In 2008, Durai Prithviraj (35), a resident of Virudhunagar district in Tamil Nadu, found himself in dire need of an ambulance. His younger brother had met with an accident, 20 km away from his home, near a village named Aruppukottai.
“We were studying in college when my brother met with the fatal accident. No one around that area could offer immediate help because there was no ambulance or hearse van to take his body to the hospital or bring him back home. I had to pay a large sum of money to arrange the facilities and conduct his last rites,” says Durai, who was deeply troubled by this incident.
This made him think about the plight of people living below the poverty line. He wondered what they would do if they ever faced such a situation.
Now, a decade later, Durai owns two ambulances and an NGO named Rajesh Udhavum Karangal, to support those in need. The ambulances are used to transport people within a 40-kilometre radius of Virudhunagar, to and from the hospital.
Saving money from his salary
In 2011, after graduating from college, Durai got a job as a village administrative officer with a decent salary. He started saving money from his earnings to purchase a van which he could use as an ambulance for his village.
“Every month, I’d save almost 50% of my earnings to purchase the van. Apart from that, I would spend some more money from my salary, and raise the rest of the amount from others to help those in need. This includes providing them with bedding, blankets, clothes, food, and medicines,” says Durai.
By 2018, Durai saved enough money to purchase a second-hand Omni for Rs 1,80,000. Further, by raising some money from friends, colleagues and family members, he was able to modify the interiors, add a bed and purchase a few first aid kits.
“We offer free rides to those who cannot afford it, and to those who can, we take whatever they wish to offer. This money is collected as donation and put towards the maintenance and petrol costs for the van,” says Durai, adding that they have offered help to patients who were as far as 100 km away from their village.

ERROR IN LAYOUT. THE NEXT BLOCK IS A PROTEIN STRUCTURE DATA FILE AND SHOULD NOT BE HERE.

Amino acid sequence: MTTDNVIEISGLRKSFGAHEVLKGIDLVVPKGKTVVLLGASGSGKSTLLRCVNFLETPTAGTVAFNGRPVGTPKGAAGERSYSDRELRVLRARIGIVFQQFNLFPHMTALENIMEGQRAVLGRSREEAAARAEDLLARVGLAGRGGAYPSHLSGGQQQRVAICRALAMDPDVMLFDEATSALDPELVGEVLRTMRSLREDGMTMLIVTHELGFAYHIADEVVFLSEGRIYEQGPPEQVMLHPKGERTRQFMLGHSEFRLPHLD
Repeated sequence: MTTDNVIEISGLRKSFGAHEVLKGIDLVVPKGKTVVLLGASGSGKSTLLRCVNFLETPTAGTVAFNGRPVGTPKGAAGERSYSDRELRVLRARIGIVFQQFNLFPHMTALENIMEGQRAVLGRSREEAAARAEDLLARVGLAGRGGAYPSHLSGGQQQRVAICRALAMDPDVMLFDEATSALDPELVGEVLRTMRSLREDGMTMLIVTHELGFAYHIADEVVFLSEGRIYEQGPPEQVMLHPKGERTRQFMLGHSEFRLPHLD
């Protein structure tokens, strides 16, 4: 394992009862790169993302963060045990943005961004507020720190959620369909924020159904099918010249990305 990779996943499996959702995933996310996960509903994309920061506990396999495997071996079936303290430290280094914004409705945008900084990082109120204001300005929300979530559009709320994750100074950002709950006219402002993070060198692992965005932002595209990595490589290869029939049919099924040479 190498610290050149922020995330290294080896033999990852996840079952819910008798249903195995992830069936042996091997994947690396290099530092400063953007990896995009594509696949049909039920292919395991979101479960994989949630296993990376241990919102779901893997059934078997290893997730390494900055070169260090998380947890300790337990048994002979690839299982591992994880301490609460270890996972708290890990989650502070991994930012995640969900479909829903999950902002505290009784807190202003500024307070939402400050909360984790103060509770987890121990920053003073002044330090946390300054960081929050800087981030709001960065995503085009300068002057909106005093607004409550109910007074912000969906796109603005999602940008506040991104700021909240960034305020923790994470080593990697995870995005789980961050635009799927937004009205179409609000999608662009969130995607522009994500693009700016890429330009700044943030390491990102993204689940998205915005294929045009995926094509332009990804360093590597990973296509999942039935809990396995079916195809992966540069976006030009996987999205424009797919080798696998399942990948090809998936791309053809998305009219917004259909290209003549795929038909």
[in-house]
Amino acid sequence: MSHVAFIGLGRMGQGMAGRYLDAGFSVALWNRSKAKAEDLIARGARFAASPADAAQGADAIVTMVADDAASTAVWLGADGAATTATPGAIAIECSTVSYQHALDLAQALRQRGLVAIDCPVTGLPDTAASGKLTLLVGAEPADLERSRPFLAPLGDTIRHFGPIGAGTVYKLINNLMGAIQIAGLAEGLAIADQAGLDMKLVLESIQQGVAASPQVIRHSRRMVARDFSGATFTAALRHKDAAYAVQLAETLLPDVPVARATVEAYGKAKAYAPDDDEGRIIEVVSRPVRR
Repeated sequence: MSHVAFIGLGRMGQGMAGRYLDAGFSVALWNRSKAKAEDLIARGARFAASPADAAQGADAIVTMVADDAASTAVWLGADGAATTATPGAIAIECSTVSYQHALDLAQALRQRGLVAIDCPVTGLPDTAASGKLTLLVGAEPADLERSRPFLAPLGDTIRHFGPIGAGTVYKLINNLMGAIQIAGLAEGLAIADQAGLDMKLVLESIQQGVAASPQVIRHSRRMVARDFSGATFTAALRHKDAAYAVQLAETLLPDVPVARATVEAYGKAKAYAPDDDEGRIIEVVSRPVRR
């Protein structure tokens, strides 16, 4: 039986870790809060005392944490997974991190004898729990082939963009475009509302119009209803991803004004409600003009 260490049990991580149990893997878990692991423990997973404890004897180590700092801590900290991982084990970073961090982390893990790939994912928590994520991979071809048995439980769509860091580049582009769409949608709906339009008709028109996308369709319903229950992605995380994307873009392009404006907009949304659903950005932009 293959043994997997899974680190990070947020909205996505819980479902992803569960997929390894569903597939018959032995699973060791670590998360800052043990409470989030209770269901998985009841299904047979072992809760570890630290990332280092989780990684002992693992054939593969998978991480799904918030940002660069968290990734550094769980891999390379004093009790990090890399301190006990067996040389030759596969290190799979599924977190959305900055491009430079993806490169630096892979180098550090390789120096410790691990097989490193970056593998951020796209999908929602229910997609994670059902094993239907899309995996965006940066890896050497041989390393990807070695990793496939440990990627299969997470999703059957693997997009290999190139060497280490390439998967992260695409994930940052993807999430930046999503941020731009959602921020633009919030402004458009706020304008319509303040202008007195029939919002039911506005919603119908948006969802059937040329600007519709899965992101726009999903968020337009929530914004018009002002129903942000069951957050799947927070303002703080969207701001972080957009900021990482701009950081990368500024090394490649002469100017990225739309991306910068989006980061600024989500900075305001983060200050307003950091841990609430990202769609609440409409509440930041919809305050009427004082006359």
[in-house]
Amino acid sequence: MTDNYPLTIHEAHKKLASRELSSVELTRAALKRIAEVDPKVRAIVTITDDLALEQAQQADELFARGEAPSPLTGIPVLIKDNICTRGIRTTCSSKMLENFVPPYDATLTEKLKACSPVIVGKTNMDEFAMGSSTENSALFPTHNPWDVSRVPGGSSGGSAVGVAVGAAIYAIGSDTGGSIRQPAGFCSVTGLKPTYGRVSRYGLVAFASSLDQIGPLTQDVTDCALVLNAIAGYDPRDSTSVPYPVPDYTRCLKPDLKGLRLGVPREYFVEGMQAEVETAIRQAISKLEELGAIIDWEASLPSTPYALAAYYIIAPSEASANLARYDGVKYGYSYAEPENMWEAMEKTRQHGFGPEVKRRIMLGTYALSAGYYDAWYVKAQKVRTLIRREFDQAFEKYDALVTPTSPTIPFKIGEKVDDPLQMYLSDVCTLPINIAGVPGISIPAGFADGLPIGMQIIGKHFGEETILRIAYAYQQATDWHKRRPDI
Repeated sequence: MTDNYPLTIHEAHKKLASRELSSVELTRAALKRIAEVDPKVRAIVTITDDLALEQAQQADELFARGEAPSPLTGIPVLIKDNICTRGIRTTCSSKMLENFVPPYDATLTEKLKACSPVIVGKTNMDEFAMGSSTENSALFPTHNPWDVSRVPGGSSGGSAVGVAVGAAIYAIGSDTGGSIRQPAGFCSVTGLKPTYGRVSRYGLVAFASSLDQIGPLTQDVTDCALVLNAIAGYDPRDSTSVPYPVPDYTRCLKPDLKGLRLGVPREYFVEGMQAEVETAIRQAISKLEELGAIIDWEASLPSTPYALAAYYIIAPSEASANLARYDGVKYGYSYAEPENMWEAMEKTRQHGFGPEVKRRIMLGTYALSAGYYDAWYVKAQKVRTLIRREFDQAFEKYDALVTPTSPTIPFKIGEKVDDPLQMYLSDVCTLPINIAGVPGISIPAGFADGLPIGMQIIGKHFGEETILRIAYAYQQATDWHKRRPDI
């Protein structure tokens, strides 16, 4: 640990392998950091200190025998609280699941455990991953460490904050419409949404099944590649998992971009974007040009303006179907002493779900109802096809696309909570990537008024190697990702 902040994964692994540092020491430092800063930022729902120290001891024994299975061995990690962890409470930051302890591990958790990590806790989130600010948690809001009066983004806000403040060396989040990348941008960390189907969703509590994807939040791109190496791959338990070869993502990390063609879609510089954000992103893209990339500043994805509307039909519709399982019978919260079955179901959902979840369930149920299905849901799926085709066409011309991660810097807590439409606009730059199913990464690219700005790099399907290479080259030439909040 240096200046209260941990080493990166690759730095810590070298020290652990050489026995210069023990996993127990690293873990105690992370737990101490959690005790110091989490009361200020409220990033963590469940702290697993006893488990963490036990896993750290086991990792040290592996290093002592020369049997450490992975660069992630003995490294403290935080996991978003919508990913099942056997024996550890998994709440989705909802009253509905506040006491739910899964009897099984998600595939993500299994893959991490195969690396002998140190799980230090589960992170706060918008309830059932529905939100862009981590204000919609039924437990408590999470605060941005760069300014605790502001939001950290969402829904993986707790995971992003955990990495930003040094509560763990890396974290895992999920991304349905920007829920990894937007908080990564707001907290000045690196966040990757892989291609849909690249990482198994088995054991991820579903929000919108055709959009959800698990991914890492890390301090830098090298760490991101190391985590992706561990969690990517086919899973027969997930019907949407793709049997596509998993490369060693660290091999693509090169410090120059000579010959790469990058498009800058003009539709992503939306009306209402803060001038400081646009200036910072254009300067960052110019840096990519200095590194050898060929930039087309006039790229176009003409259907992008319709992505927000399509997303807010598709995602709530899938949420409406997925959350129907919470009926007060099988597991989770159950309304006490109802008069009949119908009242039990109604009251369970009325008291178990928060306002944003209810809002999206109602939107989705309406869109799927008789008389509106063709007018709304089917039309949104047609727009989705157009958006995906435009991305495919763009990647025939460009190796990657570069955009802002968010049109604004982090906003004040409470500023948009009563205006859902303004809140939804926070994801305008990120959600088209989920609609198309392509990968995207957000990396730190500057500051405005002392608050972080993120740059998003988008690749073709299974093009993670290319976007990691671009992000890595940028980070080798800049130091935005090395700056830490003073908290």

Vijay Ganesh, a resident of Aruppukotai, who works as an office assistant at a private college says that Durai’s help has given life to poor people in their village.
“A close friend of mine from college was diagnosed with cancer in 2019. We had to get medicines and transport him to the government hospital to treat him with chemotherapy. The officer not only paid for all his expenses but also ensured he received timely treatment during the lockdowns,” says Vijay, adding that Durai never asked for a rupee in the process.
Help pours in
After hearing about Durai’s service, several other government officers, individuals, businessmen, and extended family members were keen on offering monetary help to fund his cause.
Soon, the word about Durai’s service spread across the state and several media channels interviewed him and amplified the work he was doing. To help Durai expand his ambulance service and provide help to more people, an anonymous donor offered to provide one more van.
The donor purchased a second-hand van, had it modified by removing the seating in the back, and donated it to Rajesh Udhavum Karangal.
“He wanted to remain anonymous but asked us to name the second ambulance after his late grandmother, Aandalamma. On the rear window, we have written the words ‘Aandalammavin thunai’ which means ‘under the protection of Aandalamma’,” says Durai.
Durai has also converted a part of his home into a shelter where anyone can walk in to get free meals or find a place to sleep.
“There are 15 volunteers who are part of the NGO who help with cooking, cleaning, and serving food. We also have doctors and MBBS students who volunteer now and then to offer free medical help,” says Durai.
Even after the COVID-19 pandemic set in, Durai and five volunteers have continued to offer help to the people in his village.
“With permission from higher officials and having received necessary PPE kits from them, we continue to transport people from remote areas to the nearest hospitals. Apart from that, patients who need to visit hospitals for their chemotherapy or dialysis book in advance and we keep one vehicle free for them,” says Durai, adding that for the last 237 days, he has been serving three meals a day to 120 people.
The funds to make these meals and distribute them are collected through 500 donors who are part of WhatsApp groups.
“The list of donors keeps growing. Whenever there is a requirement for anything, I post it on the group and help will pour in,” says Durai.
If you wish to help Durai Prithviraj or refer his free ambulance service to someone living in that area, here are his details:
Name: Durai Prithviraj
Phone number: 9842122046
Account Name: Rajesh Udhavum Karangal Trust
Account Number: 1709135000002042
IFSC Code: KVBL0001709
Edited by Divya Sethu
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